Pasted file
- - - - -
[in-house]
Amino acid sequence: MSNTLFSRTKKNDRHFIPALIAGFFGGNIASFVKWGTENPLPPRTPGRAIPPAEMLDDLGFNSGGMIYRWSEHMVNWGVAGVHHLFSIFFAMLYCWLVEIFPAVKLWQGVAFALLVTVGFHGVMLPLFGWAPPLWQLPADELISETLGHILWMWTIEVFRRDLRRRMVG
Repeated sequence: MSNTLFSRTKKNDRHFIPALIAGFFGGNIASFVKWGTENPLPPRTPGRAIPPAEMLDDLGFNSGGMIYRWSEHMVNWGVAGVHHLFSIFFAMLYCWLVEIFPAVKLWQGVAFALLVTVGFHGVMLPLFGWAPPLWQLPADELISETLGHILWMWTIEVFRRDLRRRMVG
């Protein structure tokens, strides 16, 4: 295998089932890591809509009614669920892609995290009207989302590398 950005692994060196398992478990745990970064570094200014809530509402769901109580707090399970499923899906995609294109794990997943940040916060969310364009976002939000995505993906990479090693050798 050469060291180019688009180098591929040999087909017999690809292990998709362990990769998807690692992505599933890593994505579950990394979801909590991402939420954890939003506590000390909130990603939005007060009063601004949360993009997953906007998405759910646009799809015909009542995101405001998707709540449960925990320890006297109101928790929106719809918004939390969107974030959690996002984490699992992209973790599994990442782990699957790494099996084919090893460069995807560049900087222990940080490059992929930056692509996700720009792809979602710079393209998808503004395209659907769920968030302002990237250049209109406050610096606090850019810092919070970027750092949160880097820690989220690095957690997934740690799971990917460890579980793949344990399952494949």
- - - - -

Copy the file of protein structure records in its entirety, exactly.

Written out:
[in-house]
Amino acid sequence: MSNTLFSRTKKNDRHFIPALIAGFFGGNIASFVKWGTENPLPPRTPGRAIPPAEMLDDLGFNSGGMIYRWSEHMVNWGVAGVHHLFSIFFAMLYCWLVEIFPAVKLWQGVAFALLVTVGFHGVMLPLFGWAPPLWQLPADELISETLGHILWMWTIEVFRRDLRRRMVG
Repeated sequence: MSNTLFSRTKKNDRHFIPALIAGFFGGNIASFVKWGTENPLPPRTPGRAIPPAEMLDDLGFNSGGMIYRWSEHMVNWGVAGVHHLFSIFFAMLYCWLVEIFPAVKLWQGVAFALLVTVGFHGVMLPLFGWAPPLWQLPADELISETLGHILWMWTIEVFRRDLRRRMVG
């Protein structure tokens, strides 16, 4: 295998089932890591809509009614669920892609995290009207989302590398 950005692994060196398992478990745990970064570094200014809530509402769901109580707090399970499923899906995609294109794990997943940040916060969310364009976002939000995505993906990479090693050798 050469060291180019688009180098591929040999087909017999690809292990998709362990990769998807690692992505599933890593994505579950990394979801909590991402939420954890939003506590000390909130990603939005007060009063601004949360993009997953906007998405759910646009799809015909009542995101405001998707709540449960925990320890006297109101928790929106719809918004939390969107974030959690996002984490699992992209973790599994990442782990699957790494099996084919090893460069995807560049900087222990940080490059992929930056692509996700720009792809979602710079393209998808503004395209659907769920968030302002990237250049209109406050610096606090850019810092919070970027750092949160880097820690989220690095957690997934740690799971990917460890579980793949344990399952494949």